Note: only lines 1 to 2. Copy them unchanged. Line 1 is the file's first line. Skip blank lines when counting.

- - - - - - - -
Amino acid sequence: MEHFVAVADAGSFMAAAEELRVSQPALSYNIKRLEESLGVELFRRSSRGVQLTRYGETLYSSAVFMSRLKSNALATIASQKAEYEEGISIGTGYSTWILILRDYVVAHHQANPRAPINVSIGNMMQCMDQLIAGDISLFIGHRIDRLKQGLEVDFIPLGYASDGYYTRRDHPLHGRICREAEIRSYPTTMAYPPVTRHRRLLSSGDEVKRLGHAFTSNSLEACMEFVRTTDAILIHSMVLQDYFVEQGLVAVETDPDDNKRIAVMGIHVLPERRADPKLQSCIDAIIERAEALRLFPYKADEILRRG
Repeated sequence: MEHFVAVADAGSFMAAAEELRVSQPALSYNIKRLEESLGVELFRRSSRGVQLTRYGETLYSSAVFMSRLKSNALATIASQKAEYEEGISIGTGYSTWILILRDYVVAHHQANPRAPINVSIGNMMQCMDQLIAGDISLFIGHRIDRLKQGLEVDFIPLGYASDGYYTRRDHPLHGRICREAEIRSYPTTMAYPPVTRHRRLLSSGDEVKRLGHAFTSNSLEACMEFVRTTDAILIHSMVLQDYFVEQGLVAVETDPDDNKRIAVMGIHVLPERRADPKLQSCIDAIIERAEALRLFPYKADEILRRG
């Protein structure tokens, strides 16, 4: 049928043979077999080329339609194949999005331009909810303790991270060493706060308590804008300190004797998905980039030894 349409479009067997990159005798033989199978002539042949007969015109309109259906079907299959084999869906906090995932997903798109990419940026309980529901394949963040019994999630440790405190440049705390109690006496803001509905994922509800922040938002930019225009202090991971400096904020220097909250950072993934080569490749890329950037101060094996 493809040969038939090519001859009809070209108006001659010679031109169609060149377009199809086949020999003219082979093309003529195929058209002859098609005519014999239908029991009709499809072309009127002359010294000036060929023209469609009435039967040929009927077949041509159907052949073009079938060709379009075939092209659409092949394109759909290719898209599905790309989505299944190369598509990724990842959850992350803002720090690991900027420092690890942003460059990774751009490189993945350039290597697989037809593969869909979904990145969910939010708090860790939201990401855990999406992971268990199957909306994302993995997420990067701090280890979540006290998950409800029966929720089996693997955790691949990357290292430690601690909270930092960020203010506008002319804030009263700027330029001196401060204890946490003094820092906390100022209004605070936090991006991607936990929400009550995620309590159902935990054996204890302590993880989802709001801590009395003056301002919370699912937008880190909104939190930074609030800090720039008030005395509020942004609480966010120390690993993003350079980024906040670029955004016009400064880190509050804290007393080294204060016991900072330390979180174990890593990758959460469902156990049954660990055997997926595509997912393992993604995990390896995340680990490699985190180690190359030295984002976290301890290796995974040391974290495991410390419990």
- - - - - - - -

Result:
Amino acid sequence: MEHFVAVADAGSFMAAAEELRVSQPALSYNIKRLEESLGVELFRRSSRGVQLTRYGETLYSSAVFMSRLKSNALATIASQKAEYEEGISIGTGYSTWILILRDYVVAHHQANPRAPINVSIGNMMQCMDQLIAGDISLFIGHRIDRLKQGLEVDFIPLGYASDGYYTRRDHPLHGRICREAEIRSYPTTMAYPPVTRHRRLLSSGDEVKRLGHAFTSNSLEACMEFVRTTDAILIHSMVLQDYFVEQGLVAVETDPDDNKRIAVMGIHVLPERRADPKLQSCIDAIIERAEALRLFPYKADEILRRG
Repeated sequence: MEHFVAVADAGSFMAAAEELRVSQPALSYNIKRLEESLGVELFRRSSRGVQLTRYGETLYSSAVFMSRLKSNALATIASQKAEYEEGISIGTGYSTWILILRDYVVAHHQANPRAPINVSIGNMMQCMDQLIAGDISLFIGHRIDRLKQGLEVDFIPLGYASDGYYTRRDHPLHGRICREAEIRSYPTTMAYPPVTRHRRLLSSGDEVKRLGHAFTSNSLEACMEFVRTTDAILIHSMVLQDYFVEQGLVAVETDPDDNKRIAVMGIHVLPERRADPKLQSCIDAIIERAEALRLFPYKADEILRRG